Study

Is captive breeding an effective solution for the preservation of endemic species?

  • Published source details Philippart J.C. (1995) Is captive breeding an effective solution for the preservation of endemic species?. Biological Conservation, 72, 281-295.

Summary

Captive breeding and subsequent releases into the wild are among techniques used for endangered fish species conservation. This paper describes captive breeding methods and reviews establishment of breeding stocks of rare fish endemic to arid ecosystems of the Mediterranean basin, southwest USA and Mexico.

A review was undertaken of captive breeding programmes (some involving reintroductions), focusing primarily on arid zone endemic fishes of southwest USA. Examples of several undertaken since the early 1970s to safeguard endemic American cyprinids, poeciliids and cyprinodontids are presented.

In the USA, about 35 fish species from arid southwestern regions were identified as in need of captive rearing to protect them from extinction. Captive breeding programmes for eight species are summarized.
 
Colorado squawfish Ptychocheilus lucius - formerly widespread in the Colorado River Basin, there was a large decline in the 1970s due to dam construction. From July 1973 to June 1988, 75 wild adults were kept in raceways or ponds. Breeders caught in 1973 spawned in raceways in 1974, producing small numbers of fry. Subsequent artificial methods (hormonal induction and hand-stripping) produced large numbers of young (up to 0.6 million fry in 1977). Reintroduction commenced in 1985 (over 100,000 alevins released in 1987).
 
Bonytail Gila elegans - formerly widespread in the Colorado River system but thought close to extinction in the early 1970s due to dam construction. From 1976 to 1988, 34 wild breeding individuals were held in captivity. In 1981, some (receiving hormonal treatment) sexually matured and artificial spawning produced fry. These reached maturity in a pond in 1988 and then bred naturally. From 1981 to 1987, 110,000 fish were released into natural habitat and ‘acclimatised’.
 
Chihuahua chub G.nigrescens - endemic to Guzman Basin, Mexico. Ten wild individuals in 1978 were placed in ponds where they reproduced but at a very low rate (387 captive fish in 1987). Reintroduction was attempted at one extirpated site.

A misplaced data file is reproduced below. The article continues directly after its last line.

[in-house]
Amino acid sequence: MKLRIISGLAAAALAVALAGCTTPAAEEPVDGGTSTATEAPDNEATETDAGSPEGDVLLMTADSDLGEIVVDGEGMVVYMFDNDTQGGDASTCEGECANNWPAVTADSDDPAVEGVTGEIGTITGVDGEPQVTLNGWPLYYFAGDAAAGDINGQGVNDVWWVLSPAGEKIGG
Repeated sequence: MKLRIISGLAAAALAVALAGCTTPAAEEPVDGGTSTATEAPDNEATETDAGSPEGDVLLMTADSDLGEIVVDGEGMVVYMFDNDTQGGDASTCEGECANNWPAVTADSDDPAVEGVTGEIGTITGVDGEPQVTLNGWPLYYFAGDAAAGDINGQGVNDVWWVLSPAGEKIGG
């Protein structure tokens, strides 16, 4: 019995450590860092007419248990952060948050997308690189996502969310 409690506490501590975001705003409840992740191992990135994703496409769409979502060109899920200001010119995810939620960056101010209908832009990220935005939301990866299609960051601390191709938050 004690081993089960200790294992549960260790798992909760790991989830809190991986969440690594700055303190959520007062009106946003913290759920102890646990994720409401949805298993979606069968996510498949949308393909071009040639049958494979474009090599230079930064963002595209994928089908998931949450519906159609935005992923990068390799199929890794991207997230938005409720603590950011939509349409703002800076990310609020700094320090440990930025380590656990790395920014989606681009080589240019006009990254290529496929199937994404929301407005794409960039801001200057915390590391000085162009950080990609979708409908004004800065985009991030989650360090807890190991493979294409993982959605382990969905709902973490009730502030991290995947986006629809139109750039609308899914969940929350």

Woundfin Plagopterus argentissimus - endemic to the Colorado River, but extirpated from most of its historic range. Approximately 1,000 were brought into captivity between 1978 and 1987. Natural and artificial reproduction methods produced small number of offspring. No reintroduction attempts were made due to an Asian tapeworm harbored by captive fish.
 
Leon Springs pupfish Cyprinodon bovinus - endemic to Leon Creek, Texas. A founder population of 80 adults was established in 1976 in 0.1-0.2 ha ponds where 1,000 young were produced after a year in captivity.
 
Commanche Springs pupfish C.elegans - endemic to springs (and also found in irrigationcanals) in Texas. A 1974 founder population of 40 adults placed in 0.1-0.2 ponds, successfully reproduced.
 
Desert pupfish C.m.macularius - a founder stock reproduced in ponds. Ten releases using pond-reared fish were made to natural or semi-natural habitats within and outside their historic range, three reported as successful.
 
Pecos gambusia Gambusia nobilis  - endemic to springs in Pecos River Basin, Texas. A founder stock of 30-40 wild fish was established in ponds in 1974. More than 1,000 young each year for 6 years were produced.
 
 
Captive breeding appears an effective short-term measure for rescuing some fish species from extinction. However, it is considered only a temporary measure unless reintroduction of captive-bred individuals into suitable habitat is successful. Monitoring to establish reintroduction success is some times lacking.
 

Note: If using or referring to this published study, please read and quote the original paper, this can be viewed at: http://www.sciencedirect.com 

 

 

 

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